The ovarian pool of follicles, and their enclosed oocytes, is highly sensitive to hyperthermia. Heat-induced changes in small antral follicles can later manifest as impaired follicle development and compromised competence of the enclosed oocytes to undergo maturation, fertilisation and further development into an embryo. This review describes the main changes documented so far that underlie the oocyte damage. The review discusses some cellular and molecular mechanisms by which heat stress compromises oocyte developmental competence, such as impairment of nuclear and cytoplasmic maturation and mitochondrial function, changes in the expression of both nuclear and mitochondrial transcripts and the induction of apoptosis. The review emphasises that although the oocyte is exposed to heat stress, changes are also evident in the developed embryo. Moreover, the effect of heat stress is not limited to the summer; it carries over to the cold autumn, as manifest by impaired steroid production, low oocyte competence and reduced fertility. The spontaneous recovery of oocytes from the end of the summer through the autumn until the beginning of winter suggests that only subpopulations of follicles, rather than the entire ovarian reserve, are damaged upon heat exposure.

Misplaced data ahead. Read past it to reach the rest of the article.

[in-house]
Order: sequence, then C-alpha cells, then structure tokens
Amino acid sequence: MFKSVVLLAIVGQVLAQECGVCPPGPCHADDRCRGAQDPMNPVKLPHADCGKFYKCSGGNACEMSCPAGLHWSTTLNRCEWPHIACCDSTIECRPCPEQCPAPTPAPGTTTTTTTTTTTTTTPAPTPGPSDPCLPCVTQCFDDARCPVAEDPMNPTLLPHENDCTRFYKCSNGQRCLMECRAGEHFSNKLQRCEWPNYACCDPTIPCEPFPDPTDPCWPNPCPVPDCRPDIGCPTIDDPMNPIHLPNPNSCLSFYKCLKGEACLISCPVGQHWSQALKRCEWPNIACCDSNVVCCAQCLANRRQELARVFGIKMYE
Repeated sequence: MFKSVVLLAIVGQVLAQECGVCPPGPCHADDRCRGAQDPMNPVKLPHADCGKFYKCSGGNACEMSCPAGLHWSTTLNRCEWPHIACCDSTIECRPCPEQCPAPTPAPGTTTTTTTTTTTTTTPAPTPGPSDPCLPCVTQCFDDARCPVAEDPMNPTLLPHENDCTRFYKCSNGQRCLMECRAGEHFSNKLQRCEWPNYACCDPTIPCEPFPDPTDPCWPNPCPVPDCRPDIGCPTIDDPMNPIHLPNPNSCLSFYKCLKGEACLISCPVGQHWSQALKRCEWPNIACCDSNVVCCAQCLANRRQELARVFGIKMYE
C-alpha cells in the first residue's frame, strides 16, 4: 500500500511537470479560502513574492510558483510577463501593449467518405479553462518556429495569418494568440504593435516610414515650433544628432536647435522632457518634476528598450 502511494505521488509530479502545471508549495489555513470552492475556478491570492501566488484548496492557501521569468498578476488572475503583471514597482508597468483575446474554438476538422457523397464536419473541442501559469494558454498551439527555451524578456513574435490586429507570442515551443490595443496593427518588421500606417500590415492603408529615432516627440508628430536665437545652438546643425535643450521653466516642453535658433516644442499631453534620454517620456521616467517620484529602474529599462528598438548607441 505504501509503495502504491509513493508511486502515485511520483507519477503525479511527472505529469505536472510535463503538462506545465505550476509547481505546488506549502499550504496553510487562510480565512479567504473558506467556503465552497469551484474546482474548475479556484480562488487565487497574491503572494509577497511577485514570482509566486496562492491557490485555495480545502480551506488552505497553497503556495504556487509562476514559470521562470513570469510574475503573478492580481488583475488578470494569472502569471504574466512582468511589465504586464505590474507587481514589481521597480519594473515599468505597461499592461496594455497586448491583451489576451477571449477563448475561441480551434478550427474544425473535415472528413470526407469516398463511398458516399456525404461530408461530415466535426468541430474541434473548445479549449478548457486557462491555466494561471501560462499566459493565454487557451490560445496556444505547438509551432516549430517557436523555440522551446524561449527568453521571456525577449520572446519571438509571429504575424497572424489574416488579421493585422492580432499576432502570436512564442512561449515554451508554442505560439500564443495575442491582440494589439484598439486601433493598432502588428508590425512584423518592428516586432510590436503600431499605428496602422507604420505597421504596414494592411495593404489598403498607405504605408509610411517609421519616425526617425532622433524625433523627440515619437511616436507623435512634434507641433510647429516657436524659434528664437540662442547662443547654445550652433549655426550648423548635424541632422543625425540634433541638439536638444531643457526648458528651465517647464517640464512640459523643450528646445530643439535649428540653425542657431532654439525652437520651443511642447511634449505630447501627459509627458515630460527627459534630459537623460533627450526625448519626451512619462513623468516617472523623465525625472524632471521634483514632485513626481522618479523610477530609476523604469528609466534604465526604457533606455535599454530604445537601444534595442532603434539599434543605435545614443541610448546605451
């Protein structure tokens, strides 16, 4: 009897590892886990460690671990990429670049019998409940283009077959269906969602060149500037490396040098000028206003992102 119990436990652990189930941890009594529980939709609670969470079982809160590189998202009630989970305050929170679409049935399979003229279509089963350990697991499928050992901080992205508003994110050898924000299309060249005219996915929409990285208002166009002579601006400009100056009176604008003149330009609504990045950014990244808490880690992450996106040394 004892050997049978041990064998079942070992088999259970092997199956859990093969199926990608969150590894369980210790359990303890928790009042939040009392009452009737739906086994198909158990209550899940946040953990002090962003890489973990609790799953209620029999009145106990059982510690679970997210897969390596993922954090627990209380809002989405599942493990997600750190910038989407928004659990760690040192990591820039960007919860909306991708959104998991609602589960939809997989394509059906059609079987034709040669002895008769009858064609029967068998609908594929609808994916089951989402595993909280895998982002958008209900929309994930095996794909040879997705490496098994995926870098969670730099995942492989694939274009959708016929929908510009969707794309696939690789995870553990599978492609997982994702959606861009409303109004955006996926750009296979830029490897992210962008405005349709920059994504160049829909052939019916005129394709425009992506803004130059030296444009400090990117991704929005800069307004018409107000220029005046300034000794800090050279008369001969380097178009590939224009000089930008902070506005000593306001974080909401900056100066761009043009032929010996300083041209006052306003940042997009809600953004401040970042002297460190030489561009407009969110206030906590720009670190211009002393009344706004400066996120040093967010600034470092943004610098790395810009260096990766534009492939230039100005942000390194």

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- developmental competence
- heat stress